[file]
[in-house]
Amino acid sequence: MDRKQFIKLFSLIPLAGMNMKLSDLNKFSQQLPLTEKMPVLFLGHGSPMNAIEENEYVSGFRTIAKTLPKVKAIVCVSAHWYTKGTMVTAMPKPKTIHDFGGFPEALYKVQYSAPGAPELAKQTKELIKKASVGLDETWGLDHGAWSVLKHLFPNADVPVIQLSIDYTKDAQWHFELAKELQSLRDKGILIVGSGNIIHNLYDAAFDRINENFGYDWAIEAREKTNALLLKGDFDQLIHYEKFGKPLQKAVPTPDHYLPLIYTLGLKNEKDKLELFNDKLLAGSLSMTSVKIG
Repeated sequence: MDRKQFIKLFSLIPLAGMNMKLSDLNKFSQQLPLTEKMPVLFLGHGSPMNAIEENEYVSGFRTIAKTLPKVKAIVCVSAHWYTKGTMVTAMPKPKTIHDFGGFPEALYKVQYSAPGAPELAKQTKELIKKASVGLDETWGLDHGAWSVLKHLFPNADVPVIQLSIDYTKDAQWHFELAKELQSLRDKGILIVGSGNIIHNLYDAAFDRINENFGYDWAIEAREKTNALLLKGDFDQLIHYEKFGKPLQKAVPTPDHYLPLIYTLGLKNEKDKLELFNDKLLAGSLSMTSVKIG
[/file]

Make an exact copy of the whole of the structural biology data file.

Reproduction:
[in-house]
Amino acid sequence: MDRKQFIKLFSLIPLAGMNMKLSDLNKFSQQLPLTEKMPVLFLGHGSPMNAIEENEYVSGFRTIAKTLPKVKAIVCVSAHWYTKGTMVTAMPKPKTIHDFGGFPEALYKVQYSAPGAPELAKQTKELIKKASVGLDETWGLDHGAWSVLKHLFPNADVPVIQLSIDYTKDAQWHFELAKELQSLRDKGILIVGSGNIIHNLYDAAFDRINENFGYDWAIEAREKTNALLLKGDFDQLIHYEKFGKPLQKAVPTPDHYLPLIYTLGLKNEKDKLELFNDKLLAGSLSMTSVKIG
Repeated sequence: MDRKQFIKLFSLIPLAGMNMKLSDLNKFSQQLPLTEKMPVLFLGHGSPMNAIEENEYVSGFRTIAKTLPKVKAIVCVSAHWYTKGTMVTAMPKPKTIHDFGGFPEALYKVQYSAPGAPELAKQTKELIKKASVGLDETWGLDHGAWSVLKHLFPNADVPVIQLSIDYTKDAQWHFELAKELQSLRDKGILIVGSGNIIHNLYDAAFDRINENFGYDWAIEAREKTNALLLKGDFDQLIHYEKFGKPLQKAVPTPDHYLPLIYTLGLKNEKDKLELFNDKLLAGSLSMTSVKIG